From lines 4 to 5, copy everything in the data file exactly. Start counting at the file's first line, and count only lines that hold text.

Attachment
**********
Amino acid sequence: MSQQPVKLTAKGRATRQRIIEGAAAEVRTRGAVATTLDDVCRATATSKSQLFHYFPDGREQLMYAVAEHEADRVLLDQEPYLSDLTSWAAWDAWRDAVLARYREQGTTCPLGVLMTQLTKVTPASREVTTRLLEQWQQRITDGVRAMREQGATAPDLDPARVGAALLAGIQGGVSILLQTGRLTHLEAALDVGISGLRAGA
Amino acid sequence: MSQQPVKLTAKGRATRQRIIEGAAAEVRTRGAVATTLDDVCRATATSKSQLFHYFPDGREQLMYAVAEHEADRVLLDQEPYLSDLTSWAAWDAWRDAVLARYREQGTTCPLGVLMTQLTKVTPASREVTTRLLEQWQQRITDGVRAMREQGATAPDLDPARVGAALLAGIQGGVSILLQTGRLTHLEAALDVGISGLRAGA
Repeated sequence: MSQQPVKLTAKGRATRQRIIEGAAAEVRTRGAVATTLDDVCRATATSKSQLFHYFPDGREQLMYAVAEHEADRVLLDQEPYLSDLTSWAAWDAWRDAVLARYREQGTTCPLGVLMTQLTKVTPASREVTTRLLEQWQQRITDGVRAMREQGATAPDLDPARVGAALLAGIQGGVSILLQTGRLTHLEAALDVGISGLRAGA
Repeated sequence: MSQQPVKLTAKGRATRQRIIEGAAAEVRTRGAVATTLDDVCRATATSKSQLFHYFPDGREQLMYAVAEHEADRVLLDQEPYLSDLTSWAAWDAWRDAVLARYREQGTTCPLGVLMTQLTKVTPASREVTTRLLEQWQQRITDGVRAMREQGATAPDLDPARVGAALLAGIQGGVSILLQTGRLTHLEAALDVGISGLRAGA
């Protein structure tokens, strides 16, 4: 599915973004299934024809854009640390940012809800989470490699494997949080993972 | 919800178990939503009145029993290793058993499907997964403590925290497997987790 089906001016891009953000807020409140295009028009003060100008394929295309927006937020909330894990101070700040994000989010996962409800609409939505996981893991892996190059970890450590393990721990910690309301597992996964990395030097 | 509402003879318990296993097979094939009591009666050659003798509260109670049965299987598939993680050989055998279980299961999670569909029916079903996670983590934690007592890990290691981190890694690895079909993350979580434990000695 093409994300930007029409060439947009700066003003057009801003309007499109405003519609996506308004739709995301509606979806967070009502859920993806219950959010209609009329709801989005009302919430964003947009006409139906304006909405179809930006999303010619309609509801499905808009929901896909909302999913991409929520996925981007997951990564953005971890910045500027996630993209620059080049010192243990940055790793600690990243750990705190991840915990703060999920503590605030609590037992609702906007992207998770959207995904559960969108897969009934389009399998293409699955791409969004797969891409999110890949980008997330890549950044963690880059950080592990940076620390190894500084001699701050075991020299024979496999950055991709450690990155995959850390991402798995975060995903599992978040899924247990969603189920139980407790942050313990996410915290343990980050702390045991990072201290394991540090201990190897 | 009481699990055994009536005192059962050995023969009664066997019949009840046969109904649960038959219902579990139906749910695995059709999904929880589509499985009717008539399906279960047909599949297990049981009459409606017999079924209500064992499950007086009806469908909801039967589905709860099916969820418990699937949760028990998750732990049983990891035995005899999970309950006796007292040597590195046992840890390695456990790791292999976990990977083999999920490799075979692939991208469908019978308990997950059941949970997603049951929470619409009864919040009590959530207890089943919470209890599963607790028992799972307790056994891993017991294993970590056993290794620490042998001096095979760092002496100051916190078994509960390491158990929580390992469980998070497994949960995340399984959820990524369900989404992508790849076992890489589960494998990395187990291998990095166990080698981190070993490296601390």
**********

Repeated sequence: MSQQPVKLTAKGRATRQRIIEGAAAEVRTRGAVATTLDDVCRATATSKSQLFHYFPDGREQLMYAVAEHEADRVLLDQEPYLSDLTSWAAWDAWRDAVLARYREQGTTCPLGVLMTQLTKVTPASREVTTRLLEQWQQRITDGVRAMREQGATAPDLDPARVGAALLAGIQGGVSILLQTGRLTHLEAALDVGISGLRAGA
């Protein structure tokens, strides 16, 4: 599915973004299934024809854009640390940012809800989470490699494997949080993972 | 919800178990939503009145029993290793058993499907997964403590925290497997987790 089906001016891009953000807020409140295009028009003060100008394929295309927006937020909330894990101070700040994000989010996962409800609409939505996981893991892996190059970890450590393990721990910690309301597992996964990395030097 | 509402003879318990296993097979094939009591009666050659003798509260109670049965299987598939993680050989055998279980299961999670569909029916079903996670983590934690007592890990290691981190890694690895079909993350979580434990000695 093409994300930007029409060439947009700066003003057009801003309007499109405003519609996506308004739709995301509606979806967070009502859920993806219950959010209609009329709801989005009302919430964003947009006409139906304006909405179809930006999303010619309609509801499905808009929901896909909302999913991409929520996925981007997951990564953005971890910045500027996630993209620059080049010192243990940055790793600690990243750990705190991840915990703060999920503590605030609590037992609702906007992207998770959207995904559960969108897969009934389009399998293409699955791409969004797969891409999110890949980008997330890549950044963690880059950080592990940076620390190894500084001699701050075991020299024979496999950055991709450690990155995959850390991402798995975060995903599992978040899924247990969603189920139980407790942050313990996410915290343990980050702390045991990072201290394991540090201990190897 | 009481699990055994009536005192059962050995023969009664066997019949009840046969109904649960038959219902579990139906749910695995059709999904929880589509499985009717008539399906279960047909599949297990049981009459409606017999079924209500064992499950007086009806469908909801039967589905709860099916969820418990699937949760028990998750732990049983990891035995005899999970309950006796007292040597590195046992840890390695456990790791292999976990990977083999999920490799075979692939991208469908019978308990997950059941949970997603049951929470619409009864919040009590959530207890089943919470209890599963607790028992799972307790056994891993017991294993970590056993290794620490042998001096095979760092002496100051916190078994509960390491158990929580390992469980998070497994949960995340399984959820990524369900989404992508790849076992890489589960494998990395187990291998990095166990080698981190070993490296601390």